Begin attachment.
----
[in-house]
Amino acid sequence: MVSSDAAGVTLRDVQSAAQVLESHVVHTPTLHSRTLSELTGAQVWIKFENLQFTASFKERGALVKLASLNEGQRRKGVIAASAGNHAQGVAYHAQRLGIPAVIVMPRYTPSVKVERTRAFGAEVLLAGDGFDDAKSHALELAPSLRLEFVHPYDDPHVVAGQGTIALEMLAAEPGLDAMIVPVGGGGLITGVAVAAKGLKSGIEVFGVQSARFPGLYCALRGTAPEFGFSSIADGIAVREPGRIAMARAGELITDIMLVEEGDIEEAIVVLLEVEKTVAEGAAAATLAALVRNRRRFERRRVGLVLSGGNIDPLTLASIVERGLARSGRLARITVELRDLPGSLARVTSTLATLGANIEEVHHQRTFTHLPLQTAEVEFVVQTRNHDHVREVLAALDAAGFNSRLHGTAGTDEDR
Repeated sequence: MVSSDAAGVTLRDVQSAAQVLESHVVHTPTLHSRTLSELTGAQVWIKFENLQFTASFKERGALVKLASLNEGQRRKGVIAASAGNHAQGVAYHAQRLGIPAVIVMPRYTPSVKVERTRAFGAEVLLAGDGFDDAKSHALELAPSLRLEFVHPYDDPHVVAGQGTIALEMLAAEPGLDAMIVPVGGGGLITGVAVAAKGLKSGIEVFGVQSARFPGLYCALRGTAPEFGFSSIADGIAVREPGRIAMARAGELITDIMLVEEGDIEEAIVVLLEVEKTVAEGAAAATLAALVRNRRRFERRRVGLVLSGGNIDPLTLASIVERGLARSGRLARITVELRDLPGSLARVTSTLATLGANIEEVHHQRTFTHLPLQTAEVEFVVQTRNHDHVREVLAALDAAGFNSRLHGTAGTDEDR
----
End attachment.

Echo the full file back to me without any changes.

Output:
[in-house]
Amino acid sequence: MVSSDAAGVTLRDVQSAAQVLESHVVHTPTLHSRTLSELTGAQVWIKFENLQFTASFKERGALVKLASLNEGQRRKGVIAASAGNHAQGVAYHAQRLGIPAVIVMPRYTPSVKVERTRAFGAEVLLAGDGFDDAKSHALELAPSLRLEFVHPYDDPHVVAGQGTIALEMLAAEPGLDAMIVPVGGGGLITGVAVAAKGLKSGIEVFGVQSARFPGLYCALRGTAPEFGFSSIADGIAVREPGRIAMARAGELITDIMLVEEGDIEEAIVVLLEVEKTVAEGAAAATLAALVRNRRRFERRRVGLVLSGGNIDPLTLASIVERGLARSGRLARITVELRDLPGSLARVTSTLATLGANIEEVHHQRTFTHLPLQTAEVEFVVQTRNHDHVREVLAALDAAGFNSRLHGTAGTDEDR
Repeated sequence: MVSSDAAGVTLRDVQSAAQVLESHVVHTPTLHSRTLSELTGAQVWIKFENLQFTASFKERGALVKLASLNEGQRRKGVIAASAGNHAQGVAYHAQRLGIPAVIVMPRYTPSVKVERTRAFGAEVLLAGDGFDDAKSHALELAPSLRLEFVHPYDDPHVVAGQGTIALEMLAAEPGLDAMIVPVGGGGLITGVAVAAKGLKSGIEVFGVQSARFPGLYCALRGTAPEFGFSSIADGIAVREPGRIAMARAGELITDIMLVEEGDIEEAIVVLLEVEKTVAEGAAAATLAALVRNRRRFERRRVGLVLSGGNIDPLTLASIVERGLARSGRLARITVELRDLPGSLARVTSTLATLGANIEEVHHQRTFTHLPLQTAEVEFVVQTRNHDHVREVLAALDAAGFNSRLHGTAGTDEDR